"I, [name], of [city, state, ZIP], give, devise and bequeath to Georgia State University [written amount or percentage of the estate or description of property] for its unrestricted use and purpose."

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A revocable living trust is set up during your lifetime and can be revoked at any time before death. They allow assets held in the trust to pass directly to beneficiaries without probate court proceedings and can also reduce federal estate taxes.

cannot be changed or cancelled

tax on gifts generally paid by the person making the gift rather than the recipient

the original value of an asset, such as stock, before its appreciation or depreciation

the growth in value of an asset like stock or real estate since the original purchase

the price a willing buyer and willing seller can agree on

The person receiving the gift annuity payments.

the part of an estate left after debts, taxes and specific bequests have been paid

a written and properly witnessed legal change to a will

the person named in a will to manage the estate, collect the property, pay any debt, and distribute property according to the will

A donor advised fund is an account that you set up but which is managed by a nonprofit organization. You contribute to the account, which grows tax-free. You can recommend how much (and how often) you want to distribute money from that fund to the Foundation or other charities. You cannot direct the gifts.

An endowed gift can create a new endowment or add to an existing endowment. The principal of the endowment is invested and a portion of the principal’s earnings are used each year to support our mission.

Tax on the growth in value of an asset—such as real estate or stock—since its original purchase.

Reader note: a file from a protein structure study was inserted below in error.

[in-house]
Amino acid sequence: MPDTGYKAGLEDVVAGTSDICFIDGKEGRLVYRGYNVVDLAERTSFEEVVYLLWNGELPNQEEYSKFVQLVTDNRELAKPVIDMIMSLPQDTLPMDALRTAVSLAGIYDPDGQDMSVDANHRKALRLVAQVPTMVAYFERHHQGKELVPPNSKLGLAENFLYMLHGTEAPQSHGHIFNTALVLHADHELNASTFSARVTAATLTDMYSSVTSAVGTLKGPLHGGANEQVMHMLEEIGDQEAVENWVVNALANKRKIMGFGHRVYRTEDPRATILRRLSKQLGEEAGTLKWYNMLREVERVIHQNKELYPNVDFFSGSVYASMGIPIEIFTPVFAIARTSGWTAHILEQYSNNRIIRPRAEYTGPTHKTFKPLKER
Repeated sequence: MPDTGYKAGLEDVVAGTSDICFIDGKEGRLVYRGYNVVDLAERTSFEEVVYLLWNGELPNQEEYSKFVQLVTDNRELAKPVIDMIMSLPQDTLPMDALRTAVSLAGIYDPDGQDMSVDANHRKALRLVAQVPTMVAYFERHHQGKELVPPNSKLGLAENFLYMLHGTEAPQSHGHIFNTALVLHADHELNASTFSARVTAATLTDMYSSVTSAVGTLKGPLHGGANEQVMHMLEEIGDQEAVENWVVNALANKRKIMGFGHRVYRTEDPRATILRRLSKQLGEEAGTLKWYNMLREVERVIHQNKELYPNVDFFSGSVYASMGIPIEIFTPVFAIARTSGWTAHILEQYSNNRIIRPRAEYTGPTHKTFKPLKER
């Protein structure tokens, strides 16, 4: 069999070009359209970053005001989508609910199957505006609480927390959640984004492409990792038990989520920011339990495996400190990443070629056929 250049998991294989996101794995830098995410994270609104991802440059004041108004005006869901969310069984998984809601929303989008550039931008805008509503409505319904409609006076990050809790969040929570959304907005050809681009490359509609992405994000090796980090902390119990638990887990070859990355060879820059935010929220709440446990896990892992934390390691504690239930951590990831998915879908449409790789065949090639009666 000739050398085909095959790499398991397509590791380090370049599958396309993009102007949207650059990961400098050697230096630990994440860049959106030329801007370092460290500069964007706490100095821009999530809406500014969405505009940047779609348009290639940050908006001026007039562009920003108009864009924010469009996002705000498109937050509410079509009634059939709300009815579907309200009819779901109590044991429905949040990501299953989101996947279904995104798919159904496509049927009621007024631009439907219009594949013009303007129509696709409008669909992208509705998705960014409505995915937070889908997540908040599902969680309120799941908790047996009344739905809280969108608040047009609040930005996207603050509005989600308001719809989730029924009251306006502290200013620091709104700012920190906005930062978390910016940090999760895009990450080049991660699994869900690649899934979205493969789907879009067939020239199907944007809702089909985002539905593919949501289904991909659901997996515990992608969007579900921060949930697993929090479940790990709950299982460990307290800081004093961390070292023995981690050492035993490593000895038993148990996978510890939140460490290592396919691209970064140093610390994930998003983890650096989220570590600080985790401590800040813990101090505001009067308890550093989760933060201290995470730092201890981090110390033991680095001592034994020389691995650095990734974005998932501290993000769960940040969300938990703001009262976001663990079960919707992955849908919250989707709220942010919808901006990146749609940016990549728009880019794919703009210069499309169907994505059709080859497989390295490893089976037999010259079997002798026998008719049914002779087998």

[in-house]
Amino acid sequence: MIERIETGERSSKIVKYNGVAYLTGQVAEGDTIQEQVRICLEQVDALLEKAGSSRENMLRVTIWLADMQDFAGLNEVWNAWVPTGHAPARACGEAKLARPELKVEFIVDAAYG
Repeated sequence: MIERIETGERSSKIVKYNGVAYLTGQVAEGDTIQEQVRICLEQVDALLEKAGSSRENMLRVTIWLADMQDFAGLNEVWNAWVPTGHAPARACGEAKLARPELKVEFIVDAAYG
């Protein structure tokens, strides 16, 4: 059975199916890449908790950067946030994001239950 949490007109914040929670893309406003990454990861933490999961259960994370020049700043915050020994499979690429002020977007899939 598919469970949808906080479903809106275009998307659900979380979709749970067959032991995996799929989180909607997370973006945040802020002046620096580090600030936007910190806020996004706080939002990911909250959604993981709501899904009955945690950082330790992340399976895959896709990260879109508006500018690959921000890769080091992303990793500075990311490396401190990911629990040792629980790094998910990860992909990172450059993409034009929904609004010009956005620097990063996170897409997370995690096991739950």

Securities, real estate, or any other property having a fair market value greater than its original purchase price.

Real estate can be a personal residence, vacation home, timeshare property, farm, commercial property or undeveloped land.

A charitable remainder trust provides you or other named individuals income each year for life or a period not exceeding 20 years from assets you give to the trust you create.

You give assets to a trust that pays our organization set payments for a number of years, which you choose. The longer the length of time, the better the gift tax savings to you. When the term is up, the remaining trust assets go to you, your family or other beneficiaries you select. This is an excellent way to transfer property to family members at a minimal cost.

You fund this type of trust with cash or appreciated assets—and receive an immediate federal income tax charitable deduction. You can also make additional gifts; each one also qualifies for a tax deduction. The trust pays you, each year, a variable amount based on a fixed percentage of the fair market value of the trust assets. When the trust terminates, the remaining principal goes to the Foundation as a lump sum.

You fund this trust with cash or appreciated assets—and receive an immediate federal income tax charitable deduction. Each year the trust pays you or another named individual the same dollar amount you choose at the start. When the trust terminates, the remaining principal goes to the Foundation as a lump sum.

A beneficiary designation clearly identifies how specific assets will be distributed after your death.

A charitable gift annuity involves a simple contract between you and the Foundation where you agree to make a gift to the Foundation and we, in return, agree to pay you (and someone else, if you choose) a fixed amount each year for the rest of your life.